When the health insurance startup Oscar lost $92 million selling policies on New York’s insurance exchange last year, CEO Mario Schlosser could have joined the insurance executives blaming Obamacare for their companies’ struggles. Instead, he changed his business model.
Out went Oscar’s original New York model of selling traditional insurance — with access to nearly every doctor and hospital in town — to individual customers via the Affordable Care Act’s online marketplace. In came “narrow networks” that offer customers less choice but lower prices. Schlosser believes the new approach will make the company’s offerings more attractive to customers — and more profitable for investors.
Recent weeks have brought a storm of questions about whether the health insurance exchange system at the heart of President Obama’s signature health law is already unraveling amid defections by major insurers. But as Oscar’s decision illustrates, the true picture is more nuanced.
A federal watchdog has found security flaws in state-run ObamaCare exchanges in California, Kentucky and Vermont, potentially putting millions of customers’ data at risk.
The three states were found to have cybersecurity weaknesses such as insufficient encryption and inadequate firewalls, according to a months-long study by the Government Accountability Office.
California’s system, known as Covered California, is the nation’s largest state-run exchange. Both California and Kentucky have been touted as a national model, though Vermont has had a documented history of issues with its exchange.
UnitedHealth (UNH), which is weighing an exit from the Obamacare exchanges, reported it lost about $475 million on Obamacare-compliant plans in 2015 and expects to lose more than $500 million this year.
The insurer, the parent company of United Healthcare, ended last year with about 500,000 enrollees in Obamacare exchange plans.
The company expects that number to grow towards 800,000 during the 2016 open enrollment period, which ends Jan. 31, before dropping again as some members get jobs, stop paying premiums or find insurance elsewhere. (Also in 2015, it had about 150,000 enrollees who signed up outside the exchanges for individual policies that are compliant with Obamacare.)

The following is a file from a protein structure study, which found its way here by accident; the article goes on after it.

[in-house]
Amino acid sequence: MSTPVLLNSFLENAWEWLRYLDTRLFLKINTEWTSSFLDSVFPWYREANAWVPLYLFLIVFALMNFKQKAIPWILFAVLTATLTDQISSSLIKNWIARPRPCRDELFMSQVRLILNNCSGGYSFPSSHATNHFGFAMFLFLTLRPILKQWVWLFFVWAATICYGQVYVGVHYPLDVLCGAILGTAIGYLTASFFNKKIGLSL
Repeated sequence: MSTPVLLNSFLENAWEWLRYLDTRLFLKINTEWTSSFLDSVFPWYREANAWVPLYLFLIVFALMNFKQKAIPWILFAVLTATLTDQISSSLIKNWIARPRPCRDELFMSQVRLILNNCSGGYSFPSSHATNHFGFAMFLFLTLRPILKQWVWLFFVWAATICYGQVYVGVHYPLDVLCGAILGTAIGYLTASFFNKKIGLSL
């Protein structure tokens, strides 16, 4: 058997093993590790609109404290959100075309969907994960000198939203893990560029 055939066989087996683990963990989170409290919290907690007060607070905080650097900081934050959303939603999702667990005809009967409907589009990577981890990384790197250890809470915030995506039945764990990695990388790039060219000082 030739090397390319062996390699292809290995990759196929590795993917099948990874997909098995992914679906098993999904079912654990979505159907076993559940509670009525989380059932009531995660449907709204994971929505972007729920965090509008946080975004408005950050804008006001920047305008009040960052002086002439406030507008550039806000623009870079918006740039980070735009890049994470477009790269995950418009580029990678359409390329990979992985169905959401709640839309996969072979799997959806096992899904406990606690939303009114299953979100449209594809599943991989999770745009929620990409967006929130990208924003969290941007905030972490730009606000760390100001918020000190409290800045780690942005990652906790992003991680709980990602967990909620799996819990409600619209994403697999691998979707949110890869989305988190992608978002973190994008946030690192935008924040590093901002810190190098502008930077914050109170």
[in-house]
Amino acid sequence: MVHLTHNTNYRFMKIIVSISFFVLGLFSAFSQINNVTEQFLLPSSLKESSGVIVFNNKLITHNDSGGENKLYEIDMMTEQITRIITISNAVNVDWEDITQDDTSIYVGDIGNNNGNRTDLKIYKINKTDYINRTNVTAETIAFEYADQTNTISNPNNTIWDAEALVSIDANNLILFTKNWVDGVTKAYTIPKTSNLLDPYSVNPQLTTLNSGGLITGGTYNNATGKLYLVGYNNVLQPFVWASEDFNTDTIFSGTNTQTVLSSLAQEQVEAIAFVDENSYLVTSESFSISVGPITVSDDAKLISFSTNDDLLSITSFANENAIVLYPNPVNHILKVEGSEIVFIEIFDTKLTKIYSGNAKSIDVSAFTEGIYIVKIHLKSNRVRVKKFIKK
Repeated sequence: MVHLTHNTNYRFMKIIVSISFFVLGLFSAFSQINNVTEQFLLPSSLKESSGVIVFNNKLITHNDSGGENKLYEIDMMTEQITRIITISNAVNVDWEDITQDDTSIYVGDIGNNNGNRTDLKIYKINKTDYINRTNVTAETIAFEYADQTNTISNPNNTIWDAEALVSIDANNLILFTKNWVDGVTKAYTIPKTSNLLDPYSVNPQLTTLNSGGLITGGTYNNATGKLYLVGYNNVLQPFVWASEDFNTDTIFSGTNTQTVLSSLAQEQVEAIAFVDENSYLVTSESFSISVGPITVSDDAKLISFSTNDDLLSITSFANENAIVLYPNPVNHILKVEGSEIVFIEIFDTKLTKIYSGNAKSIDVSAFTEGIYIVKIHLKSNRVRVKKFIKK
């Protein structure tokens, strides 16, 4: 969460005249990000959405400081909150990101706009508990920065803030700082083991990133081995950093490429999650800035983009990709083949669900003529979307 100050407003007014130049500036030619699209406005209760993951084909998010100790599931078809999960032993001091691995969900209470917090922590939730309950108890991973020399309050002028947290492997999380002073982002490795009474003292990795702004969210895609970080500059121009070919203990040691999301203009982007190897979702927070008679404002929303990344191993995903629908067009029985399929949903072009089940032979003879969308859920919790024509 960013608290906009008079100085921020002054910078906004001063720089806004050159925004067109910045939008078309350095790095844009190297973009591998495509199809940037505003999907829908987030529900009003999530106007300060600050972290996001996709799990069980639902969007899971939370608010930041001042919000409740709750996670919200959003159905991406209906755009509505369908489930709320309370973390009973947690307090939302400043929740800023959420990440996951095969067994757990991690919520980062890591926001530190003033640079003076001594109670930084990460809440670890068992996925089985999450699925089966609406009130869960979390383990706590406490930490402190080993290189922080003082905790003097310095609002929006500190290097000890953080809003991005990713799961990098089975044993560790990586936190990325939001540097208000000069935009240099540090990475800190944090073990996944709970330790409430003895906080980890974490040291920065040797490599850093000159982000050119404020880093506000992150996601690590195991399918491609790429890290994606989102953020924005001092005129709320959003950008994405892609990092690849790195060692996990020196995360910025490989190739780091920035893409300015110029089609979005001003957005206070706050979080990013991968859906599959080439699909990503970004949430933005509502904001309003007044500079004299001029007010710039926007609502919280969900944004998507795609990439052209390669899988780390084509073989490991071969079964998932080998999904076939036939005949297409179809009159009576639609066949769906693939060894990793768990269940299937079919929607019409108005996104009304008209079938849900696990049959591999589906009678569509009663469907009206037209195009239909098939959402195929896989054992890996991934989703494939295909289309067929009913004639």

If the Affordable Carte Act were a building, it could be described as showing signs of structural deficiencies. The Daily Caller in an article by Rachel Stoltzfoos (online 5/4) cites observations by Avik Roy of the conservative Manhattan Institute. According to the Daily Caller, Roy recently told USA Today, “Without an economic incentive to avoid the ER and a shortage of primary care doctors who accept Medicaid, the increase in ER visits is bound to continue.”
Stoltzfoos’ report compellingly adds, “Almost half of the insurance exchanges set up by states are struggling financially, forcing officials to consider turning the exchanges over to the federal government. And most doctors are reporting an unsustainable surge in ER visits, contrary to the law’s intent.”
Some U.S. states have purportedly received some $5 billion – – comprised of federal grants. They must now “cover their operating costs, and many may be forced to drop their marketplace in exchange for the federally operated HealthCare.gov,” this is also according to the Daily Caller.
Jim Wadleigh, who is the executive director of Connecticut’s state healthcare marketplace, says the bill for that could cost as “$10 million per exchange.” Wadleigh recently shared that assessment with the Washington Post, according to The Daily Caller.
Other troubling Obamacare signs of faltering include:
The 2014 deadline is approaching for states to establish healthcare exchanges as mandated by ObamaCare. Last year, The New American chronicled not only the crescendo of popular opposition to the President’s healthcare act, but also the statements of several Republican governors refusing to implement the government-run medical care plan in their states. Now many GOP Governors are relenting.